Thundershirts

My new found secret for anxiety in my dog!  This is a thundershirt.  The idea is that the constant pressure from the coat on the dogs chest and torso gives the dog a calming effect.  One of the veterinarian clinics that I work at have been selling them like crazy so I thought I had to give it a try for Winston who has extreme separation anxiety.  I've tried many things with him; kenneling, not kenneling, Composure (a supplement dog chew to help calm them), homeopathic drops in his water and on his food and nothing has helped.  I haven't and don't want to try medications with him.  Right now I kennel him but as soon as I close the house door he starts barking and begins licking his paws and legs.  Even if I am only gone for 5 minutes I come home and his legs are soaked!  I tried it yesterday for the first time.  I put it on him and put him in the kennel like usual.  As soon as I closed the house door amazingly I didn't hear any barking and when I got home after my 25 minute run his feet and legs weren't wet! So far good results! I think it is a great, easy and natural solution for anxiety and excitability.  Check out their website at www.thundershirt.com.


Winston

Wednesday, June 29, 2011

Lemon Beagle

Summer



This is Summer. My very first encounter with a Lemon Beagle! I had never heard of this coloring before but they are just beautiful! Lemon Beagles are gold/tan and white in color.  Summer was purchased from Arizona and from what I've heard they are more popular in the southern states.  I have been working with Summer for at least a year now helping to keep her loose and acting like a puppy again.  She has responded great to chiropractic care. 

Wednesday, June 15, 2011

I Love Dog Kisses

Yesterday morning I headed over to Oconto Falls to see a handful of dogs in the morning.  As I walked into the clinic an old, sort of mean looking, very wide chested boxer took me by surprise with a friendly growl and I thought to myself that this could be an interesting appointment.  I sat on the floor as the owner and I discussed what was going him.  He was a little nervous rooming around the room but for the most part was doing his best to ignore me.  After about 5 minutes he walked right up to me and as we were sitting there face to face I wondered for a second if my face was going to get bit off when he gave me some of the most slobbery, wet, dog kisses that I've ever had!  After he figured out I wasn't going to bother him much he continued with the kisses throughout his whole appointment.  I could still feel the dried slobber on my face at work that afternoon when I would smile ;)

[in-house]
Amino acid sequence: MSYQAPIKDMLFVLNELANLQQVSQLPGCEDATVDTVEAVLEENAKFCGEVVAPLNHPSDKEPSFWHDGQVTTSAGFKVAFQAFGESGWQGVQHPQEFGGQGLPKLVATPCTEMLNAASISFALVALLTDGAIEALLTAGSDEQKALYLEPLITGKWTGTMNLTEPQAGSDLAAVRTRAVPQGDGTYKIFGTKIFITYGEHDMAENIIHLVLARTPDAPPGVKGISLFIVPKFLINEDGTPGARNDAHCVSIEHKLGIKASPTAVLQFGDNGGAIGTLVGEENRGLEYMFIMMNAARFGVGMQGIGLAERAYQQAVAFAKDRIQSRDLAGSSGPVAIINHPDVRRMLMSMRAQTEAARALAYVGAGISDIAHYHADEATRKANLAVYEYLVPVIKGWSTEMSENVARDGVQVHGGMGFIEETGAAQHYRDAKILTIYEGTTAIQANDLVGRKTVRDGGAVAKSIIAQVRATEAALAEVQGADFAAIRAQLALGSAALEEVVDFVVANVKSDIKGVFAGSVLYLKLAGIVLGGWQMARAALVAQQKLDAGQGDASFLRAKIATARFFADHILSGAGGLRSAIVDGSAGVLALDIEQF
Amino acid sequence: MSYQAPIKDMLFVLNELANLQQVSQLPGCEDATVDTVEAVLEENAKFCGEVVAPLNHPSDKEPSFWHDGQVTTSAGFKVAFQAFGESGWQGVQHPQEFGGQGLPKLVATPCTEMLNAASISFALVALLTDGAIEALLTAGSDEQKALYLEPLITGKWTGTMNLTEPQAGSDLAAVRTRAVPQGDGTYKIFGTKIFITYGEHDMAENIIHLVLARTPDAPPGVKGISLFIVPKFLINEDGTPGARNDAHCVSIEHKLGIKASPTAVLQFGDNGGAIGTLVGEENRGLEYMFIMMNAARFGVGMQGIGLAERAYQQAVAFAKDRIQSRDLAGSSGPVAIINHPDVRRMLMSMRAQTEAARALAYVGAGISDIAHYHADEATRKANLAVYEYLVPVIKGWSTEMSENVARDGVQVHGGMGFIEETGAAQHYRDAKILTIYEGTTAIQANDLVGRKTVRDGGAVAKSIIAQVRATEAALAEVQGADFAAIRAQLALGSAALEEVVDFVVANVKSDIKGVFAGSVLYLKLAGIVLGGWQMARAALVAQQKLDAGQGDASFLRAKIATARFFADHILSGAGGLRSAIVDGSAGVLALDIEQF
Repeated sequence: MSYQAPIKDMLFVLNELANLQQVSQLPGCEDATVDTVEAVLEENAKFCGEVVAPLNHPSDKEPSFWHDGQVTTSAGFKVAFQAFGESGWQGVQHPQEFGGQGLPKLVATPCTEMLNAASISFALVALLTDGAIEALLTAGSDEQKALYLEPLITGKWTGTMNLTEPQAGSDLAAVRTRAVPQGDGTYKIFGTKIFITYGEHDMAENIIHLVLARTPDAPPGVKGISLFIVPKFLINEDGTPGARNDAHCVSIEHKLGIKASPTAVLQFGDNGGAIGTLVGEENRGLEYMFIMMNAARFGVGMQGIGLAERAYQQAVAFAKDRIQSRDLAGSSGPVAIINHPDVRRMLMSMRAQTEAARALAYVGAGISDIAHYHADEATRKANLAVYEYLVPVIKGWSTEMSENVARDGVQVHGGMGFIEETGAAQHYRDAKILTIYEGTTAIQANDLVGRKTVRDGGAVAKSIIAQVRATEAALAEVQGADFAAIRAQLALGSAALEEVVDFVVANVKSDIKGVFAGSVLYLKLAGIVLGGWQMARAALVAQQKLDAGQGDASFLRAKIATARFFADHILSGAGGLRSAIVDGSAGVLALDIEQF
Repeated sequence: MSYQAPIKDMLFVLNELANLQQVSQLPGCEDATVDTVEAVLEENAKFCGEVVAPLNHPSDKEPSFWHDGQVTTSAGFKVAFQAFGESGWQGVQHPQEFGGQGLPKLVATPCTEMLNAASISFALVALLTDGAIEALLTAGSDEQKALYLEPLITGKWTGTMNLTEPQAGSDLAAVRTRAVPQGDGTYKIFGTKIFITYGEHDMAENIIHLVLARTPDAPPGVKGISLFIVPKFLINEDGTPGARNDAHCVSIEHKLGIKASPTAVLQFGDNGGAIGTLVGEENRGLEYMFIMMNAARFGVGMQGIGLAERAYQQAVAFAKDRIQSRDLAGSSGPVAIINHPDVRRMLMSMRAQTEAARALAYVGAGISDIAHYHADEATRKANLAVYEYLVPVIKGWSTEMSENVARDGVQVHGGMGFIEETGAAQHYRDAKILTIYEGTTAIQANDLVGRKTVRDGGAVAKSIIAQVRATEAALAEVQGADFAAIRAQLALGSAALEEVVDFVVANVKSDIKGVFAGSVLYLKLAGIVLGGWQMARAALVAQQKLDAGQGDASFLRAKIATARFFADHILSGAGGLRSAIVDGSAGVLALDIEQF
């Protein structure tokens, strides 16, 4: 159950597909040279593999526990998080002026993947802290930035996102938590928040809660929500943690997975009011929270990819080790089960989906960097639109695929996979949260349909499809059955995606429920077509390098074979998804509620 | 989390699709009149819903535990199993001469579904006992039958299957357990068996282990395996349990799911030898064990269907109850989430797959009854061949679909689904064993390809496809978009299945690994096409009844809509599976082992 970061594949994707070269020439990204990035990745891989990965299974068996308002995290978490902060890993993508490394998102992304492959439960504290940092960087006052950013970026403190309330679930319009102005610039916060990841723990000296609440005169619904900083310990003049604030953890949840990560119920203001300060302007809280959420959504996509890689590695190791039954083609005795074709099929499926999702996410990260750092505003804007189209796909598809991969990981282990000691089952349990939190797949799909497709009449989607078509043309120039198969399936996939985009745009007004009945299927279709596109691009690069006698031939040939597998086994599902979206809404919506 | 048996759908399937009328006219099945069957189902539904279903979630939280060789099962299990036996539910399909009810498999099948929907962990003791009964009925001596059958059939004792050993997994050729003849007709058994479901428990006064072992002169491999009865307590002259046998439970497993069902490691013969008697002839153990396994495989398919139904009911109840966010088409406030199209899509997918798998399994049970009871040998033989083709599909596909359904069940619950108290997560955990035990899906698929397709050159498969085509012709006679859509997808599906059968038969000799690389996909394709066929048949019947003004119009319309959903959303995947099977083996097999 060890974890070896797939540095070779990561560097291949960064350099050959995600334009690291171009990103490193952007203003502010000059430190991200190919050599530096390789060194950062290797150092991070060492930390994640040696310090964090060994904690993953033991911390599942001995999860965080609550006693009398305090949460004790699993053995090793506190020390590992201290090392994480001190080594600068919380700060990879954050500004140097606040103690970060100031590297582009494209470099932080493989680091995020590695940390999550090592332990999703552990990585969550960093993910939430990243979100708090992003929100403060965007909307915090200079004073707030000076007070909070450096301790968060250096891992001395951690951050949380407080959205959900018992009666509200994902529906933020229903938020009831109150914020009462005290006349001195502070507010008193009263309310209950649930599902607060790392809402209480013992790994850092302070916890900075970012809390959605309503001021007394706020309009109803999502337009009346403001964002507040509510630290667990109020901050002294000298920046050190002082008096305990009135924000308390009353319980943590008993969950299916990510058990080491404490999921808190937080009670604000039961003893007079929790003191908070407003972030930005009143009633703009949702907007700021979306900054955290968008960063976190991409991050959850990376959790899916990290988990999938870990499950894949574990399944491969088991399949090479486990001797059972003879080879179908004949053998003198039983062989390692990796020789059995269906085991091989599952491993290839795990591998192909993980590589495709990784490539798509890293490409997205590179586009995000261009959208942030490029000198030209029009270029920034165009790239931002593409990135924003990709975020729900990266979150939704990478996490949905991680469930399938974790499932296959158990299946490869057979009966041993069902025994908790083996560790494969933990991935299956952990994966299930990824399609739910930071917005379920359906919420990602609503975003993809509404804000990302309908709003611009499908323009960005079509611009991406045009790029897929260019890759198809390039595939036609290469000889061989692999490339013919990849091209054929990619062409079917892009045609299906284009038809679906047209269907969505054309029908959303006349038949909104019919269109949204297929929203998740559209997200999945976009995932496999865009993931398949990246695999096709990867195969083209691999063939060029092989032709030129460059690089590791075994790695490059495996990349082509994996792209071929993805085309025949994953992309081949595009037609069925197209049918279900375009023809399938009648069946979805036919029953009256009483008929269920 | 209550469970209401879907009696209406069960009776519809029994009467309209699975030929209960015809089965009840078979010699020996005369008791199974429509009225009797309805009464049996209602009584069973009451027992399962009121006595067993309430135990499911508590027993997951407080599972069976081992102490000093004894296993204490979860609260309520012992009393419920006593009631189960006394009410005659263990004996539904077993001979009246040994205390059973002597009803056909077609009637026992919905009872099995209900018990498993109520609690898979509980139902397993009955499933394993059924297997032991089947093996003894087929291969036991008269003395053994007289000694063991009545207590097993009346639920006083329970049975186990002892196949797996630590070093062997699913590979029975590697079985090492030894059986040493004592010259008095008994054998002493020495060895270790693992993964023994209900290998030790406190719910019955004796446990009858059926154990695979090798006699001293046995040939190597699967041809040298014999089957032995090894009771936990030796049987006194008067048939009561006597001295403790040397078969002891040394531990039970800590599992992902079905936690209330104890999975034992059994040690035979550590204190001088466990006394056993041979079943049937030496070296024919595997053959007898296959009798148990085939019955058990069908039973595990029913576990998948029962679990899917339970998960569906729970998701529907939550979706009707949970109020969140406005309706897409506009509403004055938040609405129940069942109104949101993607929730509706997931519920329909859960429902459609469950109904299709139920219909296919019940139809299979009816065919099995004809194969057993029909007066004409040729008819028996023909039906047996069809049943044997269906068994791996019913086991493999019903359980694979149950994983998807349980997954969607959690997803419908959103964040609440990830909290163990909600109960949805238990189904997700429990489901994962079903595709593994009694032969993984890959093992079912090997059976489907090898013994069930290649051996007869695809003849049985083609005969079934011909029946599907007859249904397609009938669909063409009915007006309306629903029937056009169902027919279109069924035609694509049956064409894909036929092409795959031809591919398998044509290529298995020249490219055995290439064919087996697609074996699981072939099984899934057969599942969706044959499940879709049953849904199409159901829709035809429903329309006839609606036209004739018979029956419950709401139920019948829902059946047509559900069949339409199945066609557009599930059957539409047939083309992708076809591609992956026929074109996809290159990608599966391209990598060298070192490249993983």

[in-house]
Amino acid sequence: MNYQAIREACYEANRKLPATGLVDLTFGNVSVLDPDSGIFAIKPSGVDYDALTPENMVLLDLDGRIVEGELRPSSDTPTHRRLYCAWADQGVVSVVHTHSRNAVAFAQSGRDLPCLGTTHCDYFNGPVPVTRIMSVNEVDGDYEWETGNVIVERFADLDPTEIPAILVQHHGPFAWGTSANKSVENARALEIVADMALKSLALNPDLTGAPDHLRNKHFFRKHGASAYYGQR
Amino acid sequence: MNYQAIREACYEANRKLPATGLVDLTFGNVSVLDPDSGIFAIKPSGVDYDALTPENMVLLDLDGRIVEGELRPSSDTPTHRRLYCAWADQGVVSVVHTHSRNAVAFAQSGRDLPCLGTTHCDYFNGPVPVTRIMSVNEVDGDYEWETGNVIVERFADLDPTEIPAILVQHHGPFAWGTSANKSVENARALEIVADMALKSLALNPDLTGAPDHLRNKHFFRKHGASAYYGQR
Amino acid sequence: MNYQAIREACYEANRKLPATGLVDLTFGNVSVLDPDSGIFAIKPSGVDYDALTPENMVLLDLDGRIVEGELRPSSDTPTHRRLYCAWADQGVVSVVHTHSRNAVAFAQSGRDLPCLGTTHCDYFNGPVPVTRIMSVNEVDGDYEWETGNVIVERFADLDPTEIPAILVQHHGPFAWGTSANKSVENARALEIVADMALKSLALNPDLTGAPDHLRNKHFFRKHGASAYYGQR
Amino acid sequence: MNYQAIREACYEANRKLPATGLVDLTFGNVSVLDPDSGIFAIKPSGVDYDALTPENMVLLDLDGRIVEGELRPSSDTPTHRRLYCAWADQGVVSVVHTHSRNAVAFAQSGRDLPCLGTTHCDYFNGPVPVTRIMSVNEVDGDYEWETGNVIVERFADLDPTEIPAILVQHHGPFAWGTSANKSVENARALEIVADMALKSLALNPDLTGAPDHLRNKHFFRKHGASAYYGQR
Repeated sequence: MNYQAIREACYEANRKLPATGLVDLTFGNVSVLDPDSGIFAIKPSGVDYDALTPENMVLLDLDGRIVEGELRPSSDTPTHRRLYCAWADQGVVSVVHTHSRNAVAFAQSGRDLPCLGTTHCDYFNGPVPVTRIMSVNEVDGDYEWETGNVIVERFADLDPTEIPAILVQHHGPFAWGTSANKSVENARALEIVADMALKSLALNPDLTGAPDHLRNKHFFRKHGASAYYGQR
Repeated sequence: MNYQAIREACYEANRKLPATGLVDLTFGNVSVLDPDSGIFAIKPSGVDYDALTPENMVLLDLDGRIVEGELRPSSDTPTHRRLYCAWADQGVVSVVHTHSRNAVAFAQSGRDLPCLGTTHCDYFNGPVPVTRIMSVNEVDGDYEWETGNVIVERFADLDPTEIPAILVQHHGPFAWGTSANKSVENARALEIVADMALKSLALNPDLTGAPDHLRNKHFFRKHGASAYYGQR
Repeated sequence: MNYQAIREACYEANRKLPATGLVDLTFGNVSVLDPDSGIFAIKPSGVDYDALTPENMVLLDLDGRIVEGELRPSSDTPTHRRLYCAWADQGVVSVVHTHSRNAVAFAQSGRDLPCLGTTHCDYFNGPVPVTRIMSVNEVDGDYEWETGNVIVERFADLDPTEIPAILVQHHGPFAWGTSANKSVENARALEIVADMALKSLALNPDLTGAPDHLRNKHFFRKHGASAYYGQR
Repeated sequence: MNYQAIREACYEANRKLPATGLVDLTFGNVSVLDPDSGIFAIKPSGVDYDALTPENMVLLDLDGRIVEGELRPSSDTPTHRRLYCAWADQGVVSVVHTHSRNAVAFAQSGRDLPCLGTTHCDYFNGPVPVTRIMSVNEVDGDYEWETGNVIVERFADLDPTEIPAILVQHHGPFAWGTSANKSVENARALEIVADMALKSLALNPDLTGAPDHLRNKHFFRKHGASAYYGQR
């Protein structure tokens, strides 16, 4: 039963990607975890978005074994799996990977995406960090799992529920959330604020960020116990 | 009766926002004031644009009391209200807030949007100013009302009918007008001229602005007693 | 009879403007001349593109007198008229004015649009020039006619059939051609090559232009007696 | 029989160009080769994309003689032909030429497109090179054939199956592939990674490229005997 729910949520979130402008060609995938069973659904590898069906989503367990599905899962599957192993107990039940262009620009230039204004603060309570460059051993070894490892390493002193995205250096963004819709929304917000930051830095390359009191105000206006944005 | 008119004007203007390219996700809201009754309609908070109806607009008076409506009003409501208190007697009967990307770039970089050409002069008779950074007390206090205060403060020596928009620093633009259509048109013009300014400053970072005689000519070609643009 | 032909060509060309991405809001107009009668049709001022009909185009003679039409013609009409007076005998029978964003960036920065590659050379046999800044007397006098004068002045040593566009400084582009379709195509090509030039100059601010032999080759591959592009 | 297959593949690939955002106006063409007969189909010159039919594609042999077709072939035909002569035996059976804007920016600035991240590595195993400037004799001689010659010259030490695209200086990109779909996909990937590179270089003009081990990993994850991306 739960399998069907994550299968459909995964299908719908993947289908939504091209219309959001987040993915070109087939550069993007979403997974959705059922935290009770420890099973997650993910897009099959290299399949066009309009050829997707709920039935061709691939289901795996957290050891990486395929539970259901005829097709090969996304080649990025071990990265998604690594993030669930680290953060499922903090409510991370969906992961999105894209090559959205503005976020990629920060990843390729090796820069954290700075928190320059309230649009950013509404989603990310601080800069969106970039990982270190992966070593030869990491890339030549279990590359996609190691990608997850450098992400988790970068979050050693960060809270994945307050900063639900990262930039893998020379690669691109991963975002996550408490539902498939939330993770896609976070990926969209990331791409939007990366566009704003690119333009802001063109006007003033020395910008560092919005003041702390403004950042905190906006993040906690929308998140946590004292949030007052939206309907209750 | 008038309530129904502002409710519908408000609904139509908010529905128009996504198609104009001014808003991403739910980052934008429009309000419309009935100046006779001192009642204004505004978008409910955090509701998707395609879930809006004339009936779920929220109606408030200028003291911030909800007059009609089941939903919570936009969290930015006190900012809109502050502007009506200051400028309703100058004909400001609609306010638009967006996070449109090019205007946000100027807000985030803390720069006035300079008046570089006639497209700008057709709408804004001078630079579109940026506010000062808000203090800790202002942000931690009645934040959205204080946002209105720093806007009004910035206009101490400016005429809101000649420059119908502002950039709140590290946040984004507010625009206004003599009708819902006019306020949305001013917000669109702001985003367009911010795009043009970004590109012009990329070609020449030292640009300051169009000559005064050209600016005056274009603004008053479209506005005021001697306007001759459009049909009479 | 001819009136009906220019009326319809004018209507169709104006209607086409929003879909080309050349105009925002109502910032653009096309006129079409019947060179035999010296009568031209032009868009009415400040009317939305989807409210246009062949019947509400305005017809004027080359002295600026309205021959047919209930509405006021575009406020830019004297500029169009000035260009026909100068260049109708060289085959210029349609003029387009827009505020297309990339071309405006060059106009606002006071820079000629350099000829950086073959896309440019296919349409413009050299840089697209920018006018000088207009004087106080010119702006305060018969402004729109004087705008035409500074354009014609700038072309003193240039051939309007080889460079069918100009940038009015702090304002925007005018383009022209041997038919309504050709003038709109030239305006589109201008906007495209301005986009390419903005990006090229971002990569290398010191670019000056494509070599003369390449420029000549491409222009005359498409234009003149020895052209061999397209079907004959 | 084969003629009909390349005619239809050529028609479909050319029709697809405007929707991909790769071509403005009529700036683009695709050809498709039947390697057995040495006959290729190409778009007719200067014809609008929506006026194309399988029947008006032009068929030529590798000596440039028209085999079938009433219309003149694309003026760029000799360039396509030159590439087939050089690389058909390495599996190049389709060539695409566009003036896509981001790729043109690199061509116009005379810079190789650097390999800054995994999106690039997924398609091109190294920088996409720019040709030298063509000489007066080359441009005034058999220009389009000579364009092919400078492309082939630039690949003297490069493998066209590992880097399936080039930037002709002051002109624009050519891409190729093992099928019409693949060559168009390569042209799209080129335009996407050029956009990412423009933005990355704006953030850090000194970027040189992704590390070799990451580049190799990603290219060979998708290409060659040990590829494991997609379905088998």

Monday, May 9, 2011

Glucosamine Supplements

The majority of pets I see come to me with some kind of joint pain and or arthritis/degeneration and that's why I usually recommend some kind of glucosamine supplement for owners to add to their pets diet.  Glucosamine is an amino sugar which is the precursor to glycosaminoglycans which is the main component of joint cartilage.  Supplementation of glcosamine may help to prevent cartilage degeneration and help with cases of arthritis, disc disease and osteoarthritis.  Dogs with longer backs and shorter legs like my little Dachshund, Winston, has been taking Phycox daily since he was a baby to help prevent early disc disease which is common among dwarf gene breeds.  Senior pets, athletic pets, pets with hip and knee problems and of course back and neck issues could all benefit from a glucosamine supplement to help protect their joints. Always make sure to check with your veterinarian before starting your dog on any new supplement. 
Winston and my daughter Zoe

Friday, April 29, 2011

Carrot Stretches